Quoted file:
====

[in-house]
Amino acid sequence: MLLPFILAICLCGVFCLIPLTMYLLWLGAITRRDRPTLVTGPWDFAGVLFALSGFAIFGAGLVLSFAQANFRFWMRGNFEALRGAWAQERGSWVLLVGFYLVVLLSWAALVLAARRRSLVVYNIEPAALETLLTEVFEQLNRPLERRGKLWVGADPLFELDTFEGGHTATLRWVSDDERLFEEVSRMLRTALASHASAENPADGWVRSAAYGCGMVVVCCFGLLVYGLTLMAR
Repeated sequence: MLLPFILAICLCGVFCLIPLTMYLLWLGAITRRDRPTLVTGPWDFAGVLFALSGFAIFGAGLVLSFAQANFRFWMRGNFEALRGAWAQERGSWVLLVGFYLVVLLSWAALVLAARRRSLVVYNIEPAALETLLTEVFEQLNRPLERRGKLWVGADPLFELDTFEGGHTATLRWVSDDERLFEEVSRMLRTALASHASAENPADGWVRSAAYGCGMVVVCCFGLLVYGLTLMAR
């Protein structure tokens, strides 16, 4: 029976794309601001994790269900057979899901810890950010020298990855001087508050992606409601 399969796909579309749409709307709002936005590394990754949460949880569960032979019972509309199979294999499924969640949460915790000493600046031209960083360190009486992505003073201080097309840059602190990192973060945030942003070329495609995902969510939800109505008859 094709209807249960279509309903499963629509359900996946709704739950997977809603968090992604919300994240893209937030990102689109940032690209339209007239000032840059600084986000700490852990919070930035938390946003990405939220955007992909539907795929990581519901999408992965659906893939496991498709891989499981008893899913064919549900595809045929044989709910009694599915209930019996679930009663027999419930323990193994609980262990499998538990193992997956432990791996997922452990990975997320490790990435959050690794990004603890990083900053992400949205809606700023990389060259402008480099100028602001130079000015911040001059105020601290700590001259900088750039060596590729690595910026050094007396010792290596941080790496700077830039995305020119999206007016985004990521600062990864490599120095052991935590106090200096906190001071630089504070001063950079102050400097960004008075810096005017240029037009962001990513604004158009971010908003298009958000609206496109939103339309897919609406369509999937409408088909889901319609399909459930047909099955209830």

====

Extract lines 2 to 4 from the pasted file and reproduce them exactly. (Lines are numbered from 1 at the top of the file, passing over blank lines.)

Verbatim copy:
Amino acid sequence: MLLPFILAICLCGVFCLIPLTMYLLWLGAITRRDRPTLVTGPWDFAGVLFALSGFAIFGAGLVLSFAQANFRFWMRGNFEALRGAWAQERGSWVLLVGFYLVVLLSWAALVLAARRRSLVVYNIEPAALETLLTEVFEQLNRPLERRGKLWVGADPLFELDTFEGGHTATLRWVSDDERLFEEVSRMLRTALASHASAENPADGWVRSAAYGCGMVVVCCFGLLVYGLTLMAR
Repeated sequence: MLLPFILAICLCGVFCLIPLTMYLLWLGAITRRDRPTLVTGPWDFAGVLFALSGFAIFGAGLVLSFAQANFRFWMRGNFEALRGAWAQERGSWVLLVGFYLVVLLSWAALVLAARRRSLVVYNIEPAALETLLTEVFEQLNRPLERRGKLWVGADPLFELDTFEGGHTATLRWVSDDERLFEEVSRMLRTALASHASAENPADGWVRSAAYGCGMVVVCCFGLLVYGLTLMAR
């Protein structure tokens, strides 16, 4: 029976794309601001994790269900057979899901810890950010020298990855001087508050992606409601 399969796909579309749409709307709002936005590394990754949460949880569960032979019972509309199979294999499924969640949460915790000493600046031209960083360190009486992505003073201080097309840059602190990192973060945030942003070329495609995902969510939800109505008859 094709209807249960279509309903499963629509359900996946709704739950997977809603968090992604919300994240893209937030990102689109940032690209339209007239000032840059600084986000700490852990919070930035938390946003990405939220955007992909539907795929990581519901999408992965659906893939496991498709891989499981008893899913064919549900595809045929044989709910009694599915209930019996679930009663027999419930323990193994609980262990499998538990193992997956432990791996997922452990990975997320490790990435959050690794990004603890990083900053992400949205809606700023990389060259402008480099100028602001130079000015911040001059105020601290700590001259900088750039060596590729690595910026050094007396010792290596941080790496700077830039995305020119999206007016985004990521600062990864490599120095052991935590106090200096906190001071630089504070001063950079102050400097960004008075810096005017240029037009962001990513604004158009971010908003298009958000609206496109939103339309897919609406369509999937409408088909889901319609399909459930047909099955209830």